I am in the middle of a book called The Ecology of Commerce. As the name suggests it is about how a free market could become environmentally restorative. Besides the main theme there are more than a few gems of social justice in there. Here is my favorite:
In reality, we have not one but two welfare systems. The first is meager, consisting of aid to the unemployed, dependent children, the poor and helpless. It is seen as a charity, a hand-out, a grudging acceptance of social responsibility, but it is almost always accompanied by judgement, admonishments of failure, and a high moral tone. The second welfare system is large, expensive, and expansive. It comes in the form of large government grants and programs for building highways, subsidies to the rich in the form of interest payment deductions on their houses, giveaways of timber and mining rights on government lands, government-financed research in universities, revolving door policies between the defense industry and government resulting in expensive, poorly planned procurement policies, and so on.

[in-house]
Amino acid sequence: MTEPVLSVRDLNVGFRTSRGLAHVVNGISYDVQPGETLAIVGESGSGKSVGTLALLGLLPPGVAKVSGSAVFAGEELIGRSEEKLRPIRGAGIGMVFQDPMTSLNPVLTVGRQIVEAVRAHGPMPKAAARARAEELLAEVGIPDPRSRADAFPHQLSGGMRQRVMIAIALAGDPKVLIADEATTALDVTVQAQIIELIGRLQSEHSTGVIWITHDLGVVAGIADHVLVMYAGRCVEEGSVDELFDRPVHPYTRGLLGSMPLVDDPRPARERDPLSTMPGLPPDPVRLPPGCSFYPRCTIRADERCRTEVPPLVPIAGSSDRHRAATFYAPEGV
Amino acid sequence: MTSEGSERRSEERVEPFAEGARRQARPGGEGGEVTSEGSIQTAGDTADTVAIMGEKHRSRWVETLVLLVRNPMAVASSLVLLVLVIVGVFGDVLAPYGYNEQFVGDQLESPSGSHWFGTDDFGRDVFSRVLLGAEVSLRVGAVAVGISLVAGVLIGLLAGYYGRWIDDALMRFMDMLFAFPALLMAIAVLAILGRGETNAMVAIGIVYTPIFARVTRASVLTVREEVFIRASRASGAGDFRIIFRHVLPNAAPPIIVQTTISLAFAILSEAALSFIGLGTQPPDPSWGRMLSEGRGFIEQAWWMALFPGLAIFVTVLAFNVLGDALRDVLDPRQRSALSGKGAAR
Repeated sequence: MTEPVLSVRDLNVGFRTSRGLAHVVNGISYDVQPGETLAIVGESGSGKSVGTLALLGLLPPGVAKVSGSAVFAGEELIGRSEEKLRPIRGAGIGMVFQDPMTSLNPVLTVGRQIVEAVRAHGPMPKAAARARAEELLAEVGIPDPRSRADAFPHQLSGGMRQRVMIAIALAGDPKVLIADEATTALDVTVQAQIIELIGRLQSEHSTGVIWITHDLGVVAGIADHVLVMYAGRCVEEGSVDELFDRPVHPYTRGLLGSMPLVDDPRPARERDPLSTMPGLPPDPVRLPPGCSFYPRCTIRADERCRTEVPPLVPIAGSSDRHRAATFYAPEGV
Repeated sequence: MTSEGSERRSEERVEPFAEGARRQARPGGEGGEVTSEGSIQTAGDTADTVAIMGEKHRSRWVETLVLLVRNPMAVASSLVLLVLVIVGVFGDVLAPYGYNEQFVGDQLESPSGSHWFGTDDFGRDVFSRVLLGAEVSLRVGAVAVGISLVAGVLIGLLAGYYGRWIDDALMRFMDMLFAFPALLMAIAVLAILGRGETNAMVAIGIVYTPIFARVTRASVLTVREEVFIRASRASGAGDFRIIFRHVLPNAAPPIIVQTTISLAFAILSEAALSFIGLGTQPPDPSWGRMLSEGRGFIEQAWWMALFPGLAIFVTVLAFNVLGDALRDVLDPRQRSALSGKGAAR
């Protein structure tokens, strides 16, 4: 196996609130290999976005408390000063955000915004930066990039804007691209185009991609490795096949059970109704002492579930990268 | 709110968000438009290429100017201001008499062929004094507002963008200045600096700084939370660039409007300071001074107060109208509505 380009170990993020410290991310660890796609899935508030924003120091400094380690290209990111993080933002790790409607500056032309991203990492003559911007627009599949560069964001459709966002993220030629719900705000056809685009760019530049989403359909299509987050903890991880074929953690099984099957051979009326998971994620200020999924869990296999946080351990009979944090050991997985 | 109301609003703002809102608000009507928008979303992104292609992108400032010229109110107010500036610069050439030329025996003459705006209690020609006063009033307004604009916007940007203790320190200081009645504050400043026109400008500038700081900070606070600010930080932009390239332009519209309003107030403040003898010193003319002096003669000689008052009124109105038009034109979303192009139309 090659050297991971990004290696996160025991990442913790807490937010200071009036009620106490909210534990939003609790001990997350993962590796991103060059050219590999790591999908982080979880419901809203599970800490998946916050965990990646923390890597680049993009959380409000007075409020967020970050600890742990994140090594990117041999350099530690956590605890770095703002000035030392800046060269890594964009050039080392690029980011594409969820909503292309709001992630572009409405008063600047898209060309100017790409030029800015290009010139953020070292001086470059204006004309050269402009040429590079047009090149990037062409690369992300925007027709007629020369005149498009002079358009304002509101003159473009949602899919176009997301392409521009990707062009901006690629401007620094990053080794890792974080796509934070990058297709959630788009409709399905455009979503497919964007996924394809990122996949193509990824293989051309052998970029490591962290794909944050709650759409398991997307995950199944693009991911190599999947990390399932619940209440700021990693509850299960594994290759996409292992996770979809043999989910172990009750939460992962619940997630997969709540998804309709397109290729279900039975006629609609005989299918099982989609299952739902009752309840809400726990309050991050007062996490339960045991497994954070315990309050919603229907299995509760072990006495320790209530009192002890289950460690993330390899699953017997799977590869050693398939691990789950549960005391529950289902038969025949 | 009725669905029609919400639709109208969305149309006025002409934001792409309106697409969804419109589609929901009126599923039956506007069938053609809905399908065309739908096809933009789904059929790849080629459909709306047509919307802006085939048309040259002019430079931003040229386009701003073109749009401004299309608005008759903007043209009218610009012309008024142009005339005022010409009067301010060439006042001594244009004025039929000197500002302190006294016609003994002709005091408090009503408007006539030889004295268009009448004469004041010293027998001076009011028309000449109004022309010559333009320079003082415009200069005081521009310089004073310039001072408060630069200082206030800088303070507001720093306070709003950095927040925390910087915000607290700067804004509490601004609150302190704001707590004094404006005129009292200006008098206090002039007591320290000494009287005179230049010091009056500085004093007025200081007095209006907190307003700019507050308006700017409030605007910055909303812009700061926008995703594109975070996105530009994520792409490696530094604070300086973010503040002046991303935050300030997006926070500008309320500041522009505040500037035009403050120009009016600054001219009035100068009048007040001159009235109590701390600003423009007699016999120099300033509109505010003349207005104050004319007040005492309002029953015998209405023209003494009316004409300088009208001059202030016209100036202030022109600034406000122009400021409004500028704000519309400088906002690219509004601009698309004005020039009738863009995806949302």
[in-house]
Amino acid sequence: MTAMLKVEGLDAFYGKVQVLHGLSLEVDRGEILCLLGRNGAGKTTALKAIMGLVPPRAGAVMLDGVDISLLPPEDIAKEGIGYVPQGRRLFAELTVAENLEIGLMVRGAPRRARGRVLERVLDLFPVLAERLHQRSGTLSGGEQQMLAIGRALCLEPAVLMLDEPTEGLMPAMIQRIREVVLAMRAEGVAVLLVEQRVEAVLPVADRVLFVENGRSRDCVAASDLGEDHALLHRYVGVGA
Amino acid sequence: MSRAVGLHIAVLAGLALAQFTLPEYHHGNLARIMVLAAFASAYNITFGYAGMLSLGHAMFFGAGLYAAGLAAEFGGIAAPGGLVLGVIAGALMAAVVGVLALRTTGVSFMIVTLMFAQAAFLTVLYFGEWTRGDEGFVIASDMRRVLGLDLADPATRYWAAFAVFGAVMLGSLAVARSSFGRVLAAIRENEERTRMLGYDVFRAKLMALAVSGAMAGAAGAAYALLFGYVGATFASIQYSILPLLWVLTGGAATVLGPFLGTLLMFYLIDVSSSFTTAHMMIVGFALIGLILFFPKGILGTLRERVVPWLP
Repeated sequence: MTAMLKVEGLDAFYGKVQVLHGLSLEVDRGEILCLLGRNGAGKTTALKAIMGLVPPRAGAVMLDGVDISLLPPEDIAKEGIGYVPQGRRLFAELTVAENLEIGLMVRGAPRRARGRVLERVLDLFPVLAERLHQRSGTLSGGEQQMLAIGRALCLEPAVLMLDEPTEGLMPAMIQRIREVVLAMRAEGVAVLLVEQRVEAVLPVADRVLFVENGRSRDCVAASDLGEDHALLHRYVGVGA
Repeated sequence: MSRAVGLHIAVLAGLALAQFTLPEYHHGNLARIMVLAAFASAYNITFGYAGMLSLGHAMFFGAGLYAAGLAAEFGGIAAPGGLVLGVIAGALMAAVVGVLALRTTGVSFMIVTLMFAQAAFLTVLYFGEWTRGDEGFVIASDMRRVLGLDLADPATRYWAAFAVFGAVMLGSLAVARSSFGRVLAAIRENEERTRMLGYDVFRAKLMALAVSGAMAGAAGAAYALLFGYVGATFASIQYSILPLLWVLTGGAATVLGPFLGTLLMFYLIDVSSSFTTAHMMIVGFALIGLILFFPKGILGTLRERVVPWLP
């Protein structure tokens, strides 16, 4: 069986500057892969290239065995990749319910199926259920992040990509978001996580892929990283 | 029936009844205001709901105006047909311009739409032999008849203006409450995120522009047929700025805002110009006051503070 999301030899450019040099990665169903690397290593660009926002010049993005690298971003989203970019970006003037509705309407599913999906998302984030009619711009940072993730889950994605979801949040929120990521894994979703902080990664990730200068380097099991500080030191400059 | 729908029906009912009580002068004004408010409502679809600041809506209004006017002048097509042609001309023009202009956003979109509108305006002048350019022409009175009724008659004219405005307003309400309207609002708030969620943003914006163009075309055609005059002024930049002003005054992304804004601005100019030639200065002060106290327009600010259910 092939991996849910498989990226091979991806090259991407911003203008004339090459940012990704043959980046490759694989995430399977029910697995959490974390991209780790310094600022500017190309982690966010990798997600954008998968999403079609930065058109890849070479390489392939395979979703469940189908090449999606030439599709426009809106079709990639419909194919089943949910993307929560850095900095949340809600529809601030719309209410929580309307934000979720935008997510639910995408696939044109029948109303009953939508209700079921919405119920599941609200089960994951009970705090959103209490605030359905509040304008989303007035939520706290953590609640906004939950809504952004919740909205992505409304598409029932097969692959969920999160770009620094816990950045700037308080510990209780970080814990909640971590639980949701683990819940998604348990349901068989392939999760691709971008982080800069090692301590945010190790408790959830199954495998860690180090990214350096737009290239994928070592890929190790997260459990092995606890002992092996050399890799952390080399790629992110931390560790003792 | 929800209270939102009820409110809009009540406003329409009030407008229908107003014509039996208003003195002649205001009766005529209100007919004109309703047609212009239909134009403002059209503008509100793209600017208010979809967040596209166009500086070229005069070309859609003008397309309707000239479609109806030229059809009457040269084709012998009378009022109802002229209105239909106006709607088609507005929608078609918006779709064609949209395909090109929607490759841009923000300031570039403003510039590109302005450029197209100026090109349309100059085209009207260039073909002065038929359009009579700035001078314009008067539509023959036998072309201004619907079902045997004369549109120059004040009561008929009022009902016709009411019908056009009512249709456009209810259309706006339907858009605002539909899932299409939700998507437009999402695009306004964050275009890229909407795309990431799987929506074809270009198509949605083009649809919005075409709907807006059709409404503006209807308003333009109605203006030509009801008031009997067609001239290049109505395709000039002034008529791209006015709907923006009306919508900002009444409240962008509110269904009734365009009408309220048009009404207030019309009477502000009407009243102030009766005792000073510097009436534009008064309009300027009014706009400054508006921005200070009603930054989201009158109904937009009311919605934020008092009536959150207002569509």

Hawkins goes on and writes that the top fifth of the population receives three times more housing subsidy then the bottom fifth.